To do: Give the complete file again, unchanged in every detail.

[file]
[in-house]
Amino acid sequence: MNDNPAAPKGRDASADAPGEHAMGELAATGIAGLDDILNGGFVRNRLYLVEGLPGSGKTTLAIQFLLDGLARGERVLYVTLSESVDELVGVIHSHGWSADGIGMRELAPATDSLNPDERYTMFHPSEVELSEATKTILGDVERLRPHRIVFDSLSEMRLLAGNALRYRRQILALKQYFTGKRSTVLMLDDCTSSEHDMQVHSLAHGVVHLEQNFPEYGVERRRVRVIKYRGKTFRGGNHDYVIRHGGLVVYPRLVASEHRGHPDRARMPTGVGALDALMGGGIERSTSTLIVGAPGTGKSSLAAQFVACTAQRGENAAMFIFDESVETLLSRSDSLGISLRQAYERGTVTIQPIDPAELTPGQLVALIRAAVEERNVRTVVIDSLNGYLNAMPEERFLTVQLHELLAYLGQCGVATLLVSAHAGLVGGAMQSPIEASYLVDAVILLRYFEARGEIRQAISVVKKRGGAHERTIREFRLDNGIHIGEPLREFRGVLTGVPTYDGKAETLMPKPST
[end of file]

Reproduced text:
[in-house]
Amino acid sequence: MNDNPAAPKGRDASADAPGEHAMGELAATGIAGLDDILNGGFVRNRLYLVEGLPGSGKTTLAIQFLLDGLARGERVLYVTLSESVDELVGVIHSHGWSADGIGMRELAPATDSLNPDERYTMFHPSEVELSEATKTILGDVERLRPHRIVFDSLSEMRLLAGNALRYRRQILALKQYFTGKRSTVLMLDDCTSSEHDMQVHSLAHGVVHLEQNFPEYGVERRRVRVIKYRGKTFRGGNHDYVIRHGGLVVYPRLVASEHRGHPDRARMPTGVGALDALMGGGIERSTSTLIVGAPGTGKSSLAAQFVACTAQRGENAAMFIFDESVETLLSRSDSLGISLRQAYERGTVTIQPIDPAELTPGQLVALIRAAVEERNVRTVVIDSLNGYLNAMPEERFLTVQLHELLAYLGQCGVATLLVSAHAGLVGGAMQSPIEASYLVDAVILLRYFEARGEIRQAISVVKKRGGAHERTIREFRLDNGIHIGEPLREFRGVLTGVPTYDGKAETLMPKPST